Who’s left in the city right now? Are people sticking it out?

Many, many people are leaving. There are people left. But they are mainly the people who cannot leave because they have only Lebanese passports. Everyone who can leave is leaving - especially those with children, and the elderly. Those of us who are staying even though we can leave are the people who made Time Out - the artists, writers, musicians. The talent of the city who make the city what is. People who believe that we need to be here to keep it strong, to get our voices out to stop this murderous violence. But no one can blame anyone who leaves. This is war after all and Israeli bombs have never cared what targets they hit - as demonstrated by the over 300 innocents dead. Beirut at night, usually bustling during this summer period, is a ghost town.


Obviously, “entertainment” is the last thing on peoples’ minds right now over there, but on the other hand I imagine trying to keep some semblance of normalcy is also important. Are restaurants still open, for instance? Are there any places people can go to escape or be distracted?

There are only a couple of places open. The legendary Torino Express bar in Gemayzeh, a couple of restaurants but without the people business is tough. And with the Israeli blockade of the country supplies are already running short - basics like flour for bread for example - which means restaurants that are open are trying to manage their supplies. Few people feel like going out sadly. The ones that are have lost some of their Beirut spirit, it is more about drowning sorrows. I wish I could be more positive.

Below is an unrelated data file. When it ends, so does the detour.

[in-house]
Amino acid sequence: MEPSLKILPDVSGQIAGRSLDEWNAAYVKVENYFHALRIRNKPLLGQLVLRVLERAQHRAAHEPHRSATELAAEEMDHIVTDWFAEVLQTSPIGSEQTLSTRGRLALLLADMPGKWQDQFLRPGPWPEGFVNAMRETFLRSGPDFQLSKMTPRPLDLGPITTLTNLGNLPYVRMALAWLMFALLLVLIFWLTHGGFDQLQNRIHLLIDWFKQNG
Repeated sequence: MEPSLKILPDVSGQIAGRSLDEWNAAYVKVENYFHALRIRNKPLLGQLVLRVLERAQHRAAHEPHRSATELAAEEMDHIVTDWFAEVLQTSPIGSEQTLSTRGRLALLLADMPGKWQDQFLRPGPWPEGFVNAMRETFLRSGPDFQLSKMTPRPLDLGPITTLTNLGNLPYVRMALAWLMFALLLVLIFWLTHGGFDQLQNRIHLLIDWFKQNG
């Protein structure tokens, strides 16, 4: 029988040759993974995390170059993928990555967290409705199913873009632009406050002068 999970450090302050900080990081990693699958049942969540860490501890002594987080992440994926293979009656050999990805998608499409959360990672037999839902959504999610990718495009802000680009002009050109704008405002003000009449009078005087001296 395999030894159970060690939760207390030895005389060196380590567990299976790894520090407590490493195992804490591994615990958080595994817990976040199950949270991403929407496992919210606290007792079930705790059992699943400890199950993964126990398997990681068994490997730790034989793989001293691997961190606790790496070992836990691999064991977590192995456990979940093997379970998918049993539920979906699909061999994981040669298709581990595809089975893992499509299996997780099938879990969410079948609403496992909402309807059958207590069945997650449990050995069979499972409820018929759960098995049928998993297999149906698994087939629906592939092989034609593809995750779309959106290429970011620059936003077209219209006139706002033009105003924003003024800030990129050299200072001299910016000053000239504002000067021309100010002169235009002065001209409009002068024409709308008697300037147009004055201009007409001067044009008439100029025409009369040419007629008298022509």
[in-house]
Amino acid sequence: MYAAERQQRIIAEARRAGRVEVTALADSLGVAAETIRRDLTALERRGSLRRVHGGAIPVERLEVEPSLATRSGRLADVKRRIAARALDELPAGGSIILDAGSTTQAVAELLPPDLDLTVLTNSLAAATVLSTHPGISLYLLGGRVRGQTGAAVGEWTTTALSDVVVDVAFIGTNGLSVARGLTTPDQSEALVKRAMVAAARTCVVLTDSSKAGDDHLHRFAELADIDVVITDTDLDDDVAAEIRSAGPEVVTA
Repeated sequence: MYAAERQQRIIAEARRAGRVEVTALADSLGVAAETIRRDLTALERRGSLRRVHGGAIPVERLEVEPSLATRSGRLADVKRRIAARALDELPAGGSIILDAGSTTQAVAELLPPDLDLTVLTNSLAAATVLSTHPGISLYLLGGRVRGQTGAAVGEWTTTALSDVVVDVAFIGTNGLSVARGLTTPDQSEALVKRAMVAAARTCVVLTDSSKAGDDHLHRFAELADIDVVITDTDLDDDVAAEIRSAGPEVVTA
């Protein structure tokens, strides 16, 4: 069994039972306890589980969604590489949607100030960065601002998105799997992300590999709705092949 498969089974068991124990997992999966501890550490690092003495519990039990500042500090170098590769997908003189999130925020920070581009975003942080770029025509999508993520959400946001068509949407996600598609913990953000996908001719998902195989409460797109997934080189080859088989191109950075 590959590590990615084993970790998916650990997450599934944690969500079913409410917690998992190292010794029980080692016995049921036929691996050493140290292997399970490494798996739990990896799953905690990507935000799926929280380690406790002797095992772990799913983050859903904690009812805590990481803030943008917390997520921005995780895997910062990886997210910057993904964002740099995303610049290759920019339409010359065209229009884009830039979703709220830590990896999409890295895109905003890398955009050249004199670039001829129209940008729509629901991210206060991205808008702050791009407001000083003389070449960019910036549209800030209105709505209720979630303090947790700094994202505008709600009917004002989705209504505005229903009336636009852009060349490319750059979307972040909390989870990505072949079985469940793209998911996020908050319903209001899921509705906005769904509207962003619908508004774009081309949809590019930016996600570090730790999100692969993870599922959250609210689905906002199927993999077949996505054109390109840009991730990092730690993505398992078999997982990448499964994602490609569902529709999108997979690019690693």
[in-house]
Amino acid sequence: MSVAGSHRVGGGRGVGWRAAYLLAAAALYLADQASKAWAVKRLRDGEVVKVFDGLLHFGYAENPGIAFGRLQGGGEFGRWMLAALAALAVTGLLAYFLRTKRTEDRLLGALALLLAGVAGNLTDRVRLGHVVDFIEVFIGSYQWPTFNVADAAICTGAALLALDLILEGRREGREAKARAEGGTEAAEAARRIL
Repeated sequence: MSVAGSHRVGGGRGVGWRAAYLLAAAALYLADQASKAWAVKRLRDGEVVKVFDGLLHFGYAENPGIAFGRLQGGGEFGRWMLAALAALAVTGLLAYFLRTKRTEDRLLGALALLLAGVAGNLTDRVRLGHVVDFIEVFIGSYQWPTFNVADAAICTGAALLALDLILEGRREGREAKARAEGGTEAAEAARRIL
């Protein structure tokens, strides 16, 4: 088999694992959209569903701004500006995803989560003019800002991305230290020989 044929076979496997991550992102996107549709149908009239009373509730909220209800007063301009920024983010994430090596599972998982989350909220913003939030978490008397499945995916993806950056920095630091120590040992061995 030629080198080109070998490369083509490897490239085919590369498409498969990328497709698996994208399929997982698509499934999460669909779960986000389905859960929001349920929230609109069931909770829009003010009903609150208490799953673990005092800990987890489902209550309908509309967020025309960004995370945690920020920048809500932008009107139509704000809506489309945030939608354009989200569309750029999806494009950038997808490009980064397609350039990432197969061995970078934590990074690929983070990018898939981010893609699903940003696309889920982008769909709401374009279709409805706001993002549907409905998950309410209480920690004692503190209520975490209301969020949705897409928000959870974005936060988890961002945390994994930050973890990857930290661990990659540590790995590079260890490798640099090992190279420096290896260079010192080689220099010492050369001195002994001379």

I keep hearing that everyone was looking forward to this summer season in Beirut being particularly special. Why was that?

Summer in Beirut, in Lebanon, is like nowhere else in the world. Everyone comes from around the world. The vibe is so electric. I guess I should leave you here with my editorial from the July issue. I don’t know how else to explain it:
Festival season is upon us, a funny time, full of nostalgia, long road trips, magical ruins and some amazing concerts coupled with some very poor ones. Still there are few of us who don’t remember Lebanon in the summer for at least one mind-blowing gig. To make sure you only spend your bucks on the best we guide you through what to see and what not this July at the big three – Beiteddine,Baalbeck and Byblos – and preview August’s best. We provide you with tips on how to have a great festival, where to stay, tell you which inter-national acts refused to come and how to put on your own fest. Being summer, we pick our best beaches too. This month’s mag has all the tools you need to have a great July and August. Ramsay Short Editor-in-Chief